• While clearly taking advantage of information from reviews given to titles during 2006, the final delivered model does not include any illegitimate feature1.
Conclusion
  • It is worth noting that leakage in training examples is not limited to the explicit use of illegitimate examples in the training process.
  • Examples could be: (i) selecting or designing features that will have predictive power in deployment, but don‟t show this power on training examples, (ii) algorithm or parametric model selection, and (iii) meta-parameter value choices.
  • This form of leakage is perhaps the most dangerous as an evaluator may not be able to identify it even when she knows what she is looking for.
  • Problems with fixing leakage have been discussed as an area where further research is required
Reference
  • Hastie T., Tibshirani, R. and Friedman, J. H. 2009. The Elements of Statistical Learning: Data Mining, Inference, and Prediction. Second Edition. Springer.
    Google ScholarFindings
  • Kohavi, R., Brodley, C., Frasca, B., Mason, L., and Zheng, Z. 2000. KDD-cup 2000 organizers‟ report: peeling the onion. ACM SIGKDD Explorations Newsletter. 2(2).
    Google ScholarLocate open access versionFindings
  • Kohavi, R. and Parekh, R. 200Ten supplementary analyses to improve e-commerce web sites. In Proceedings of the Fifth WEBKDD Workshop.
    Google ScholarLocate open access versionFindings
  • Kohavi, R., Mason L., Parekh, R. and Zheng Z. 200Lessons and challenges from mining retail e-commerce data. Machine Learning. 57(1-2).
    Google ScholarLocate open access versionFindings
  • Lo, A.W. and MacKinlay A.C. 1990. Data-snooping biases in tests of financial asset pricing models. Review of Financial Studies. 3(3) 431-467.
    Google ScholarLocate open access versionFindings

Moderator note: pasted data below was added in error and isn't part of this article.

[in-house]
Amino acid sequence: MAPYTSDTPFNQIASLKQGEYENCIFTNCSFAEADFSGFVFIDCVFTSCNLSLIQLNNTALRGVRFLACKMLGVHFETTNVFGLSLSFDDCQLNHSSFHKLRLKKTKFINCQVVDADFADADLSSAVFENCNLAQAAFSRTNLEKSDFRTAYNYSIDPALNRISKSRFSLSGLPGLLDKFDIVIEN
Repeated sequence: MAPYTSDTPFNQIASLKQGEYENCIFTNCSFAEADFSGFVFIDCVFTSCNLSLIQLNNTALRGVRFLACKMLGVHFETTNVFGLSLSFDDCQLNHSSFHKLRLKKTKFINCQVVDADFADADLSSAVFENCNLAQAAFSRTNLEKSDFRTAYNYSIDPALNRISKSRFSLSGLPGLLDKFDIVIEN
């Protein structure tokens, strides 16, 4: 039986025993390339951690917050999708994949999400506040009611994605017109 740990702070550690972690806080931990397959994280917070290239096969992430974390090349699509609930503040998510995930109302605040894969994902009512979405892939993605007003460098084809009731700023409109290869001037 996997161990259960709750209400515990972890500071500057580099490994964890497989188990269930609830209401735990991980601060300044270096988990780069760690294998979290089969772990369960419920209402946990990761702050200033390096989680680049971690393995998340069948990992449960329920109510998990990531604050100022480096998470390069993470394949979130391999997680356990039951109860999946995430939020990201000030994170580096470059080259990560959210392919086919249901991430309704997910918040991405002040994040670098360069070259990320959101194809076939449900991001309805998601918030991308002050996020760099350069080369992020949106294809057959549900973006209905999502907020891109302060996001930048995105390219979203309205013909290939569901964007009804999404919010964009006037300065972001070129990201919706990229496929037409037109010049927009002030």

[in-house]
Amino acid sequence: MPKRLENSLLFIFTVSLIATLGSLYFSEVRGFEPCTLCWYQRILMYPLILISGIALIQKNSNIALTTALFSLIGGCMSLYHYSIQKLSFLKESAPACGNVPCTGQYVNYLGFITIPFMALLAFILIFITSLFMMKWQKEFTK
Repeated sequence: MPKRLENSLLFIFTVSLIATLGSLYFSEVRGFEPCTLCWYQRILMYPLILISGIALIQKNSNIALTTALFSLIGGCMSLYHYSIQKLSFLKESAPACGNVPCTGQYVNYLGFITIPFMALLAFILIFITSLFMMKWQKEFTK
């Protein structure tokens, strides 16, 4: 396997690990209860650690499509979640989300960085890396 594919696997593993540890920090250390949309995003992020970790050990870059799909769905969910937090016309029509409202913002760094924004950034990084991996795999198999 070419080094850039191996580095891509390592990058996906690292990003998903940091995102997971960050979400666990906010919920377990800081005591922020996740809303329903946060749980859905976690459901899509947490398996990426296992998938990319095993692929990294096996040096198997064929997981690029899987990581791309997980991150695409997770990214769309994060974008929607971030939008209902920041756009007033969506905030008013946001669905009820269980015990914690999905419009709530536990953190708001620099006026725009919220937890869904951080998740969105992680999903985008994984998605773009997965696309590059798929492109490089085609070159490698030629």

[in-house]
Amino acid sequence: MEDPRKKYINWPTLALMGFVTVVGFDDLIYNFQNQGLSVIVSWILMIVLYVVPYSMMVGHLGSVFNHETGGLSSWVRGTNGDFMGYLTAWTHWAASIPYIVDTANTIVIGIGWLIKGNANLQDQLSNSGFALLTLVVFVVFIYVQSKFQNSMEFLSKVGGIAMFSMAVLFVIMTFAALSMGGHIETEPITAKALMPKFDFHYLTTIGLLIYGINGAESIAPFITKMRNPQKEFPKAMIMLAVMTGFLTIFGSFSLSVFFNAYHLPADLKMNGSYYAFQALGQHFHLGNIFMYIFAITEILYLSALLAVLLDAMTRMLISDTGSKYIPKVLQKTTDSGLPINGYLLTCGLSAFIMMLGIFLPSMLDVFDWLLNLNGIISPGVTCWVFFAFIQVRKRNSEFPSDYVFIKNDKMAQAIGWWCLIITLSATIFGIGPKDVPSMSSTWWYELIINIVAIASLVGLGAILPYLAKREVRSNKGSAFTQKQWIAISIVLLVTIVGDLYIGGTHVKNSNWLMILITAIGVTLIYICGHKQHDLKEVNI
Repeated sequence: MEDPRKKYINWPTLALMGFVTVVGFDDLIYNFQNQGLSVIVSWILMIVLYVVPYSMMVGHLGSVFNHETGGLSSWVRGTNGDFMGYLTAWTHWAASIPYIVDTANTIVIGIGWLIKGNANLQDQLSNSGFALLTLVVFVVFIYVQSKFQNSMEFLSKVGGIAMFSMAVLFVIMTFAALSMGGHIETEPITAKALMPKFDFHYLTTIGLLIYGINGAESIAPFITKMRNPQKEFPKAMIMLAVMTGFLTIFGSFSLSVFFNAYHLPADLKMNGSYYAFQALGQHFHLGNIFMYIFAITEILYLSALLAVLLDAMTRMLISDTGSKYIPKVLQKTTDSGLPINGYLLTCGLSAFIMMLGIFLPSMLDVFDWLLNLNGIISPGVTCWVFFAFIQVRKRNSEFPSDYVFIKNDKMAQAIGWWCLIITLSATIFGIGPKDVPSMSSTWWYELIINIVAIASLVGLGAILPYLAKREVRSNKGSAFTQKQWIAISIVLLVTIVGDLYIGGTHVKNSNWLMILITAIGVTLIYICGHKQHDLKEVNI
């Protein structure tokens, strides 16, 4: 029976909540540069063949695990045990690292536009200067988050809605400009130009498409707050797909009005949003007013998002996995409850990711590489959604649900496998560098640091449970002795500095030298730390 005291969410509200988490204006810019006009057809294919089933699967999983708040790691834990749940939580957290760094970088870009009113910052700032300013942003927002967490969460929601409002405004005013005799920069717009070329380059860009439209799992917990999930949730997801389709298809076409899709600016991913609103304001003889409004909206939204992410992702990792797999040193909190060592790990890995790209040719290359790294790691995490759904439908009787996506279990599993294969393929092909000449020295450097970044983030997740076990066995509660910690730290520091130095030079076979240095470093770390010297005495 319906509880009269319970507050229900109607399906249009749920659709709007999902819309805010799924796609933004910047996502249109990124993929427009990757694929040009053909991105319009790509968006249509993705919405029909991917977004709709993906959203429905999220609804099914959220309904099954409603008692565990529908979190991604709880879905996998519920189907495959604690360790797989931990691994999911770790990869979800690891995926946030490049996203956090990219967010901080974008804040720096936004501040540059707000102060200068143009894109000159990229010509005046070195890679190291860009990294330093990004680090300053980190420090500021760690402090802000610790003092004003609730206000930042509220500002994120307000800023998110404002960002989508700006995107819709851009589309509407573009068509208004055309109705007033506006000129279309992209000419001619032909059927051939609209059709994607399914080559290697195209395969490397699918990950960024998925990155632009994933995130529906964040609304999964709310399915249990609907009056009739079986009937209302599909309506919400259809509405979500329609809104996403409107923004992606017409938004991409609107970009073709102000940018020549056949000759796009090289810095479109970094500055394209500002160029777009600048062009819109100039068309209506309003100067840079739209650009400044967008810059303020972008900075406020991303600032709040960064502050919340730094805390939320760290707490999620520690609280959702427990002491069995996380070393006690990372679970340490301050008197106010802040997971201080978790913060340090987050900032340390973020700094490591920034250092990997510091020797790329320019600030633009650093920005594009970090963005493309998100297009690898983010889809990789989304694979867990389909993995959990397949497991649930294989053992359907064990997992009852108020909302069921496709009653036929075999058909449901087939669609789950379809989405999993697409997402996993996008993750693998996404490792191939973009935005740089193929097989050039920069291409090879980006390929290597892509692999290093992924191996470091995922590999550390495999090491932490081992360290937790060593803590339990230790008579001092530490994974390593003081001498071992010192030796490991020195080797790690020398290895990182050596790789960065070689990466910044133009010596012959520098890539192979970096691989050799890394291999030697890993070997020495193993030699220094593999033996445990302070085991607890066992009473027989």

• Narayanan, A., Shi, E., and Rubinstein, B. 2011. Link Prediction by De-anonymization: How We Won the Kaggle Social Network Challenge. Proceedings of the 2011 International Joint Conference on Neural Networks (IJCNN). Preprint.
    Google ScholarLocate open access versionFindings
  • Nisbet, R., Elder, J. and Miner, G. 2009. Handbook of Statistical Analysis and Data Mining Applications. Academic Press.
    Google ScholarFindings
  • Perlich C., Melville P., Liu Y., Swirszcz G., Lawrence R., Rosset S. 200Breast cancer identification: KDD cup winner‟s report. SIGKDD Explorations Newsletter. 10(2) 39-42.
    Google ScholarLocate open access versionFindings
  • Pyle, D. 199Data Preparation for Data Mining. Morgan Kaufmann Publishers.
    Google ScholarFindings
  • Pyle, D. 2003. Business Modeling and Data Mining. Morgan Kaufmann Publishers.
    Google ScholarFindings
  • Pyle, D. 2009. Data Mining: Know it All. Ch. 9. Morgan Kaufmann Publishers.
    Google ScholarFindings
  • Rosset, S., Perlich, C. and Liu, Y. 2007. Making the most of your data: KDD-Cup 2007 “How Many Ratings” Winner‟s Report. ACM SIGKDD Explorations Newsletter. 9(2).
    Google ScholarLocate open access versionFindings
  • Rosset, S., Perlich, C., Swirszcz, G., Liu, Y., and Prem, M. 2010. Medical data mining: lessons from winning two competitions. Data Mining and Knowledge Discovery. 20(3) 439468.
    Google ScholarLocate open access versionFindings
  • Tukey, J. 1977. Exploratory Data Analysis. Addison-Wesley.
    Google ScholarFindings
  • Widmer, G. and Kubat, M. 1996. Learning in the presence of concept drift and hidden contexts. Machine Learning. 23(1).
    Google ScholarLocate open access versionFindings
  • Xie, J. and Coggeshall, S. 2010. Prediction of transfers to tertiary care and hospital mortality: A gradient boosting decision tree approach. Statistical Analysis and Data Mining, 3: 253–258.
    Google ScholarLocate open access versionFindings
0
Your rating :

No Ratings

Tags
Comments
数据免责声明
页面数据均来自互联网公开来源、合作出版商和通过AI技术自动分析结果,我们不对页面数据的有效性、准确性、正确性、可靠性、完整性和及时性做出任何承诺和保证。若有疑问,可以通过电子邮件方式联系我们:report@aminer.cn